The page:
As temperatures dip and the city’s infamous wind kicks up, Chicago’s restaurants are looking for ways to provide outdoor dining in the face of a harsh winter. An unusual solution from Japan might help solve the city’s outdoor dining woes.
Enter the kotatsu: a special heated table common in Japanese households. In Japan, kotatsu are often coffee-table height and have a heating element underneath. A duvet-like blanket extends from the edges of the table, trapping heat.
Ellie Henderson, a 41-year-old designer who won a $5,000 prize for the submission, took inspiration from her time as an English teacher in Japan. She lived in the remote town of Mabi for two years, where she relied on the kotatsu in her apartment for warmth in the wintertime.
“I became quite addicted to sitting in it in winter,” Henderson said in an interview with Business Insider. “I found it hard to get out from under it.”
Across the country, outdoor dining has been a saving grace for restuarants. New York City Mayor Bill de Blasio estimated that outdoor dining saved 100,000 jobs and extended its outdoor dining allowances, originally set to end October 31, indefinitely, according to prior Business Insider reporting. But as the weather turns cold, restuarants are anxious to find solutions. In September, Slate reported that there was already shortage of outdoor space heaters.
In her submission, Henderson adapted the design to be the height of a western table, rather than the low coffee-table height found in Japanese households. Other contest winners included adjoining cabins that restaurants could erect outside and modular blocks with booths and space heaters.
“As we approach the winter months and adapt our COVID-19 response accordingly, we owe it to our restaurants to make sure they have what they need to continue keeping their doors open and serving their communities,” said Chicago Mayor Lori E. Lightfoot in a statement.
Henderson’s design is different, she says, in that it would adapt a restaurant’s existing furniture, rather than requiring a new structure to be built. In addition, the design traps heat underneath the table, rather than radiating out into the cold air, cutting down on energy costs.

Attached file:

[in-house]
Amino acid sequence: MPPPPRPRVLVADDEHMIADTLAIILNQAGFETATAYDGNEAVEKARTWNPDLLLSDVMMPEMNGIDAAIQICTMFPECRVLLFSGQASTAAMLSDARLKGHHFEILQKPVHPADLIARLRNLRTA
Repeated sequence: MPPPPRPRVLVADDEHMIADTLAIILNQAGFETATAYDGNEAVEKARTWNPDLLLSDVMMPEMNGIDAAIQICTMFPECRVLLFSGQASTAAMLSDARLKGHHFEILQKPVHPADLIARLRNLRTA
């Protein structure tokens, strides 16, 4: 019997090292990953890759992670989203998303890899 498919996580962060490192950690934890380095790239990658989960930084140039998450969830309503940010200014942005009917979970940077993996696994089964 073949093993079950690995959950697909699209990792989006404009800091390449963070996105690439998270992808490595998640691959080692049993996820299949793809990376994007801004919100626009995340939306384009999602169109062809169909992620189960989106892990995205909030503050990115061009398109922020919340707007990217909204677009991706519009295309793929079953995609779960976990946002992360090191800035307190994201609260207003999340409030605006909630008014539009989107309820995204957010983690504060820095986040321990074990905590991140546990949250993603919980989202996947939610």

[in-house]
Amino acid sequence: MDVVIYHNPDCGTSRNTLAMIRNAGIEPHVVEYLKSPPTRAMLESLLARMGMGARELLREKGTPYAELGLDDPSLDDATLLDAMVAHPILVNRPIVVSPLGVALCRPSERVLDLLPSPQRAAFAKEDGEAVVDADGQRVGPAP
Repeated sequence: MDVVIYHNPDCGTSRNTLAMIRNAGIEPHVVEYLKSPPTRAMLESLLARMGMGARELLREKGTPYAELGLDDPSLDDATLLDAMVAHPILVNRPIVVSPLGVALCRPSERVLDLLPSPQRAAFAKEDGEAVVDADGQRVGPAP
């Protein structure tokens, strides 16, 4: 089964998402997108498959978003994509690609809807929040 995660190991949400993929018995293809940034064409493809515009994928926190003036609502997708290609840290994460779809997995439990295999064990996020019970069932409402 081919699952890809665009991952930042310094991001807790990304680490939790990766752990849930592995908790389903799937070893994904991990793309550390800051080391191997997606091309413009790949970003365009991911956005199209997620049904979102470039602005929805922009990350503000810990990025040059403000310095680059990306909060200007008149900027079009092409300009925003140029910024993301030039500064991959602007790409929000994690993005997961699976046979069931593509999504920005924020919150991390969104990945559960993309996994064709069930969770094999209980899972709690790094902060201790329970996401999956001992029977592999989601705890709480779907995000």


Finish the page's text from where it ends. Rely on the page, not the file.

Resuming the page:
“Traditionally, in Japan, they would heat the body instead of heating the air,” said David L. Howell, a professor of Japanese history at Harvard University, in an interview with Business Insider. Even now, most Japanese homes don’t have central heating, Howell said.
Kotatsu tables originated in Zen temples during the middle ages, Howell said. Today, they are especially common in old homes and are traditionally located in the living room over a sunken area of the floor. Families watch television or play games from the comfort of a kotatsu.
“It seems like a clever adaptation of old technology,” Howell said. “I think it’s a very good idea. Chicago is very cold.”
Now, Henderson’s idea, as well as two others, will be piloted with the goal of helping winterize the city’s restaurants. The Illinois Restaurant Association will select local construction firms to develop the designs further and construct prototypes to be tested. Delivery company DoorDash has announced that it will be giving $500,000 in grants to help Chicago-area restaurants winterization efforts, as part of a larger $2 million effort in cities across the nation.